External organization/person analyzed data (e.g., external organization administered and scored the nursing licensing exam)

11) For the assessment question(s) and/or assessment goal(s) stated in Question #6:
Summarize the actual results.

We have not yet gathered enough data from our survey to provide conclusive results.  The initial responses show that:

1. The number one reason students choose PoliSci as a major is: "Politics really intrigue me. I enjoy thinking, learning and talking about politics."

2. Students find one-on-one advising with a professor from whom they have taken a course as the most effective form of advising.

3. Students feel somewhat comfortable in, but with need for work and improvement on, their skills related to our SLOs. The skills they feel are most important to work on include: Confidence in participating in dialogue about political issues; Making strong, logical arguments; Asking critical questions about authority, legitimacy and power; and Communicating effectively in public settings. including classrooms, informal groups, formal public presentations, published essays, fiction, letters to the editor, electronic discussions, and others.

12) State how the program used the results or plans to use the results. Please be specific.

We have not yet been able to use the results fully, since the survey just opened. However, we will be using the results to guide our course offerings (which courses and at what day/time frame), to rethink our current system of advising, and to better structure the relationship between our 110 course and upper division course offerings.

In the coming months, we will also begin having discussions about student work samples, with the goal of developing a repository of exemplary student work for faculty to reference. This will help us to have a more consistent understanding of what exemplary and unacceptable student work looks like. By allowing us to share best practices, it will also help us to think about how we can improve assignments so that studentʻs produce better quality work. For example, we want to be clear about what good, political science writing looks like, and we want to see various kinds of evidence of students being able to make a strong argument and to communicate it effectively through different media.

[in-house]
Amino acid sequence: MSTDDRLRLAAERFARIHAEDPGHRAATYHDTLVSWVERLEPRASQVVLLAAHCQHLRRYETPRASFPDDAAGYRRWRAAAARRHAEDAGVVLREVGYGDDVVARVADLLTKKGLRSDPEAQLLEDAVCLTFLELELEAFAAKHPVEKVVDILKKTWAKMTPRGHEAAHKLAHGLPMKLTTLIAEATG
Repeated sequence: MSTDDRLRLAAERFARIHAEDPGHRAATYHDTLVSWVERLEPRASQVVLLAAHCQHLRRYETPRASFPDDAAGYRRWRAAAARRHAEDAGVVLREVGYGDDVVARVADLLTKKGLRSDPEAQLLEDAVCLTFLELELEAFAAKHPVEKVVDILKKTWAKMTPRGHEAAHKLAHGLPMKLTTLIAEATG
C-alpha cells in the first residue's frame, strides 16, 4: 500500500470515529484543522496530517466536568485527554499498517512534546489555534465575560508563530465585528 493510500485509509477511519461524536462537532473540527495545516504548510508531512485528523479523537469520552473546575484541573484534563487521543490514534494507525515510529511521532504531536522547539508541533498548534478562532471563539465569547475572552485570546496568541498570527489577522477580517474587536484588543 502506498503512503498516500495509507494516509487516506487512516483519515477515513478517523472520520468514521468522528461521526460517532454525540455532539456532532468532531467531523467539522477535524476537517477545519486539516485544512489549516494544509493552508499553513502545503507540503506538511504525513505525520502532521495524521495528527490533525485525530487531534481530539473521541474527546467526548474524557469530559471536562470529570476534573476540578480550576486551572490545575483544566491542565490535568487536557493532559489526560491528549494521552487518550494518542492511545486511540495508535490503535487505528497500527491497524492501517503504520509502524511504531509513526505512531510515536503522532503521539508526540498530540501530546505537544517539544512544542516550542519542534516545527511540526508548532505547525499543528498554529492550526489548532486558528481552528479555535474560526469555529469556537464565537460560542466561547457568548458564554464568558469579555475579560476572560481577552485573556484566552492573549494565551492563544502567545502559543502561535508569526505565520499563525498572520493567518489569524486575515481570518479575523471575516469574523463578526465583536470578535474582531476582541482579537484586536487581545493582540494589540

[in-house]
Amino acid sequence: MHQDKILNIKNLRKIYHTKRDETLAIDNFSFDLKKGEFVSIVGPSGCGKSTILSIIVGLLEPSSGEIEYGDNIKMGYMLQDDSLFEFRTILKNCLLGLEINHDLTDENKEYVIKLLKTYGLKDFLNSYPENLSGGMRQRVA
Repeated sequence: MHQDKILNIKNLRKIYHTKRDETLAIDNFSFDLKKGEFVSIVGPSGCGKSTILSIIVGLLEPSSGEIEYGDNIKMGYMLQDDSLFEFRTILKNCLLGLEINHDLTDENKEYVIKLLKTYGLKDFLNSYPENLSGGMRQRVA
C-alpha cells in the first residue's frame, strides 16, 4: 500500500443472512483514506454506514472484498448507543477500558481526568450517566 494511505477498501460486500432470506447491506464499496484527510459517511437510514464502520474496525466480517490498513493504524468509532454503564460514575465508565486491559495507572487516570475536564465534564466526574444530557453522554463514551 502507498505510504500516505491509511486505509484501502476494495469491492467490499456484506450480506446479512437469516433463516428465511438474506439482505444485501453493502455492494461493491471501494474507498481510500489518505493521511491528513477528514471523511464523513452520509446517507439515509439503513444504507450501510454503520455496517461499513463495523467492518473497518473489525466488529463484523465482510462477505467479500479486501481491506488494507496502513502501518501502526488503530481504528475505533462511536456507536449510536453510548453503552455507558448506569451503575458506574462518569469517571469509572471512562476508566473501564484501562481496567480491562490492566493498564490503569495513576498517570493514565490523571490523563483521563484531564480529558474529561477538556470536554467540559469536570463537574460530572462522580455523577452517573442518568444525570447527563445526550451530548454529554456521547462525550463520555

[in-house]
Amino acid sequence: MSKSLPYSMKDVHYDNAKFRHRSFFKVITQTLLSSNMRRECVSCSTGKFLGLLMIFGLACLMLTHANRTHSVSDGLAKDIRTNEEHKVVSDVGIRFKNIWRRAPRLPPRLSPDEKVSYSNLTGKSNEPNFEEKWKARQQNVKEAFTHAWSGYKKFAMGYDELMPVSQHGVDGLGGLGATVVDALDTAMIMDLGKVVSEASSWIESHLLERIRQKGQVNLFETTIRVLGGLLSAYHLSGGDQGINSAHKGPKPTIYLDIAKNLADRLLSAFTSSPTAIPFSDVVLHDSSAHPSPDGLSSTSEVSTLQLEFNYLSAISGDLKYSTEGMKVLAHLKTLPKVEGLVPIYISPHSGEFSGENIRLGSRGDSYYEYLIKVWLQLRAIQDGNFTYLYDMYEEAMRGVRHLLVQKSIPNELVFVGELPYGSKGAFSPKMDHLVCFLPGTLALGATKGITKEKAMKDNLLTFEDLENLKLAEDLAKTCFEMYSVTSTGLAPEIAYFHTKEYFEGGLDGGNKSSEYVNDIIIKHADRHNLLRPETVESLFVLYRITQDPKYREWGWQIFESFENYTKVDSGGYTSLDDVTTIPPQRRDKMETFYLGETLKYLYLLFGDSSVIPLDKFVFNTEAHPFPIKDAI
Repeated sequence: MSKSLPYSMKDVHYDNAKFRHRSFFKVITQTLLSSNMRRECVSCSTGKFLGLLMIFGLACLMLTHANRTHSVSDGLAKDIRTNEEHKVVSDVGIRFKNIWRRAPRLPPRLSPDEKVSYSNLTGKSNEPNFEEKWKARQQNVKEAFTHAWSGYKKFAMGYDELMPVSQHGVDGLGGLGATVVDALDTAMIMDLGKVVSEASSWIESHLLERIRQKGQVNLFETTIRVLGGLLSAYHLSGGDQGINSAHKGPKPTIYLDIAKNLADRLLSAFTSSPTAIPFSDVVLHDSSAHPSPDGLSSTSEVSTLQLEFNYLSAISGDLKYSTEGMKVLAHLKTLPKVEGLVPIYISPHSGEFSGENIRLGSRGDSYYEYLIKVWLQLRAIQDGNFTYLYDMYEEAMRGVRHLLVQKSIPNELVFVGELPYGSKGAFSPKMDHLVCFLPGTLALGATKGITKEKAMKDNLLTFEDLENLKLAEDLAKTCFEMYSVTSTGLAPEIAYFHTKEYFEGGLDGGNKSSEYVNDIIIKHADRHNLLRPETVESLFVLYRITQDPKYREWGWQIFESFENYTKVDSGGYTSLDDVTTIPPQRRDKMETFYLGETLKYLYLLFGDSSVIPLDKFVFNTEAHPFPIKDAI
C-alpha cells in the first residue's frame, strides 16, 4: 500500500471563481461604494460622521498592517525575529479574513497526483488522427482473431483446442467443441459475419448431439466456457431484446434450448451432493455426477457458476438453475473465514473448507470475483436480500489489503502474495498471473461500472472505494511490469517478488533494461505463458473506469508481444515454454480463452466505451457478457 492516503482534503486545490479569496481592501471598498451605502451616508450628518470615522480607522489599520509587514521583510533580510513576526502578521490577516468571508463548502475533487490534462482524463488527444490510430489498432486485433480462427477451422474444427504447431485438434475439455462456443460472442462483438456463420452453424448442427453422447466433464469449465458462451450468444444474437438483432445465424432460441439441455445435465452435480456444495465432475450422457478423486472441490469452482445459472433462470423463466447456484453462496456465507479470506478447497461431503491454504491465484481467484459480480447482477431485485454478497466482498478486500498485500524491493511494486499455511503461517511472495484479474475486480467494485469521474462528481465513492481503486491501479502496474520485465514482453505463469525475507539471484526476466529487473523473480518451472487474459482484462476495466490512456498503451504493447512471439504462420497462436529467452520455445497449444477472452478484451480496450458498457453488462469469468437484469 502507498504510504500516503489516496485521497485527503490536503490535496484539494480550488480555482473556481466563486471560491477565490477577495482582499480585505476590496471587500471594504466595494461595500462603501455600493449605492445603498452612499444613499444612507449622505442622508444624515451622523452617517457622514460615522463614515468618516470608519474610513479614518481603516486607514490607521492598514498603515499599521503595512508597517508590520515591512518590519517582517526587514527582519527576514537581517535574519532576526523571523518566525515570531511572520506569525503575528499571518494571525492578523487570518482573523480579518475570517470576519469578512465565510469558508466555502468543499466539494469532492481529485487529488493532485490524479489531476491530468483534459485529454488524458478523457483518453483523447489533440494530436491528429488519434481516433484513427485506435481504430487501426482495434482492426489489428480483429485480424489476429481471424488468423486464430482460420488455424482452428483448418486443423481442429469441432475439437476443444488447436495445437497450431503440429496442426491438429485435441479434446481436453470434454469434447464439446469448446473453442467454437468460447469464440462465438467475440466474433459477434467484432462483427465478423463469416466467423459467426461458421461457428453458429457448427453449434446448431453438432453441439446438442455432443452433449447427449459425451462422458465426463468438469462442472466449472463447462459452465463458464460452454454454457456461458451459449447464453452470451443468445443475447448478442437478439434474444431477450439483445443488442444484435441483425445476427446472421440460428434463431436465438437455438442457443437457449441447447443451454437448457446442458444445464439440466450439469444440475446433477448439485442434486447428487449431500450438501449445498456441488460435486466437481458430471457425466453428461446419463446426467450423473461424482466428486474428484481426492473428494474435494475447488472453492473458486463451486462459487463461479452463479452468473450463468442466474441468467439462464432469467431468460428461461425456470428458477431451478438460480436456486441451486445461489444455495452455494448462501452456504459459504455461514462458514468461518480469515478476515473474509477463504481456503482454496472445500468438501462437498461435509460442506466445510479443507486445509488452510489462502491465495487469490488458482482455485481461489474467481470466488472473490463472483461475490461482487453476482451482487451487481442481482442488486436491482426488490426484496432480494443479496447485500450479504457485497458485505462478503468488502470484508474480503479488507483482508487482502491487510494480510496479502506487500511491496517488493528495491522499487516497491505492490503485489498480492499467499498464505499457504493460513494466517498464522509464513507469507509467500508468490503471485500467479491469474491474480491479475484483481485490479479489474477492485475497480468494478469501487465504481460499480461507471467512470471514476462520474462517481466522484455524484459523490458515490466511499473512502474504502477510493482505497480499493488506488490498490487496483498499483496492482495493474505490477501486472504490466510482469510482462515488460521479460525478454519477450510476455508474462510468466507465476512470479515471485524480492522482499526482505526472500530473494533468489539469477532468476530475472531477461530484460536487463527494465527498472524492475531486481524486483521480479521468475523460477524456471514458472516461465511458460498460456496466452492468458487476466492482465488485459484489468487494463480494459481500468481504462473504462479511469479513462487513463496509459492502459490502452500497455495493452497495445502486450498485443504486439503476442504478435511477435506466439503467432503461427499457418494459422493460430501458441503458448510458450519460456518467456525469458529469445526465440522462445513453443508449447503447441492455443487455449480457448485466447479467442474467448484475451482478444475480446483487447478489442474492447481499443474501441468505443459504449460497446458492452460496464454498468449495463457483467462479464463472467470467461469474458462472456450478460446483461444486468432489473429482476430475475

13) Beyond the results, were there additional conclusions or discoveries?
This can include insights about assessment procedures, teaching and learning, program aspects and so on.

We are, in many ways, at the beginning of developing a program-level approach to assessment. The entrance and exit survey, as well as the undergraduate orientations and brown bag sessions we have planned for this year, are just baby steps. But we think they will provide a foundation for more rigorous and coordinated conversation about how to improve our program to better help students meet the SLOs and their other aspirations. 

14) If the program did not engage in assessment activities, please explain.
Or, if the program did engage in assessment activities, please add any other important information here.

Any feedback on how to get a better return rate on surveys would be appreciated. While we can capture new majors who are coming in to get their major declaration form signed, it is more difficult to capture transfer students or those who declare the major through the application process to the University and thus donʻt come in to the department for a signature.

Feedback on how to get faculty colleagues excited about programmatic assessment is also appreciated. How have other departments used program-level assessment to drive change processes that help students learn? How have other departments used exit interviews and been able to analyze and manage data? For us, we only have one faculty member working as undergrad chair on these issues. It seems overwhelming to think, for example, about how to do focus groups or other qualitative exit interviewing without a larger team to coordinate and execute such efforts.

How do other departments track the frequency at which they are offering focus designation courses?